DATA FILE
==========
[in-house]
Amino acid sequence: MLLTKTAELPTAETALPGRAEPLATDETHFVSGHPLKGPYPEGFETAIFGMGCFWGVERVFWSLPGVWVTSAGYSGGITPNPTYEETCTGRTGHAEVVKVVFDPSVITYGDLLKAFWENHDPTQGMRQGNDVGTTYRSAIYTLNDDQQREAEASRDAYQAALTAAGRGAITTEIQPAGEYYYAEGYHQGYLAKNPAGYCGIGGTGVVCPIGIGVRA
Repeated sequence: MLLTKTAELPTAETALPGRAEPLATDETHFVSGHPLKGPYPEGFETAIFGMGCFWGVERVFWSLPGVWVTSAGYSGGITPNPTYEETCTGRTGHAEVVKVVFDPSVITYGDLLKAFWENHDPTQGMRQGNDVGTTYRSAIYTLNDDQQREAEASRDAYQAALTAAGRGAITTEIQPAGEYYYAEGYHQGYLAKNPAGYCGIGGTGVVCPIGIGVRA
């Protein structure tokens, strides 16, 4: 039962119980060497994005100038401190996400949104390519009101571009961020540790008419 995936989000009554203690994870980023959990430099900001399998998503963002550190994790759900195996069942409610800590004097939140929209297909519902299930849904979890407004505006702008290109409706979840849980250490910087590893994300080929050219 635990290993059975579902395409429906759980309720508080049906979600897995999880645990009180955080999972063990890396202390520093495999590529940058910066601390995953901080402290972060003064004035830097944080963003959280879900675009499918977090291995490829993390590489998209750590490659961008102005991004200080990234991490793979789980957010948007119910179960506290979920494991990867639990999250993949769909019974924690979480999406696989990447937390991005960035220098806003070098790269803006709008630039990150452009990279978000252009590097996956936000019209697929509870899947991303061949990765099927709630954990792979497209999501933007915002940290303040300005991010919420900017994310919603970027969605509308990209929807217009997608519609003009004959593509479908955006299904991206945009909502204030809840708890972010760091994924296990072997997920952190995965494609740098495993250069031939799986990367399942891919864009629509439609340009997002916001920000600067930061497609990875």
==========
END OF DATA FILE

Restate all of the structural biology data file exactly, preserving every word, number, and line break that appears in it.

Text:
[in-house]
Amino acid sequence: MLLTKTAELPTAETALPGRAEPLATDETHFVSGHPLKGPYPEGFETAIFGMGCFWGVERVFWSLPGVWVTSAGYSGGITPNPTYEETCTGRTGHAEVVKVVFDPSVITYGDLLKAFWENHDPTQGMRQGNDVGTTYRSAIYTLNDDQQREAEASRDAYQAALTAAGRGAITTEIQPAGEYYYAEGYHQGYLAKNPAGYCGIGGTGVVCPIGIGVRA
Repeated sequence: MLLTKTAELPTAETALPGRAEPLATDETHFVSGHPLKGPYPEGFETAIFGMGCFWGVERVFWSLPGVWVTSAGYSGGITPNPTYEETCTGRTGHAEVVKVVFDPSVITYGDLLKAFWENHDPTQGMRQGNDVGTTYRSAIYTLNDDQQREAEASRDAYQAALTAAGRGAITTEIQPAGEYYYAEGYHQGYLAKNPAGYCGIGGTGVVCPIGIGVRA
């Protein structure tokens, strides 16, 4: 039962119980060497994005100038401190996400949104390519009101571009961020540790008419 995936989000009554203690994870980023959990430099900001399998998503963002550190994790759900195996069942409610800590004097939140929209297909519902299930849904979890407004505006702008290109409706979840849980250490910087590893994300080929050219 635990290993059975579902395409429906759980309720508080049906979600897995999880645990009180955080999972063990890396202390520093495999590529940058910066601390995953901080402290972060003064004035830097944080963003959280879900675009499918977090291995490829993390590489998209750590490659961008102005991004200080990234991490793979789980957010948007119910179960506290979920494991990867639990999250993949769909019974924690979480999406696989990447937390991005960035220098806003070098790269803006709008630039990150452009990279978000252009590097996956936000019209697929509870899947991303061949990765099927709630954990792979497209999501933007915002940290303040300005991010919420900017994310919603970027969605509308990209929807217009997608519609003009004959593509479908955006299904991206945009909502204030809840708890972010760091994924296990072997997920952190995965494609740098495993250069031939799986990367399942891919864009629509439609340009997002916001920000600067930061497609990875």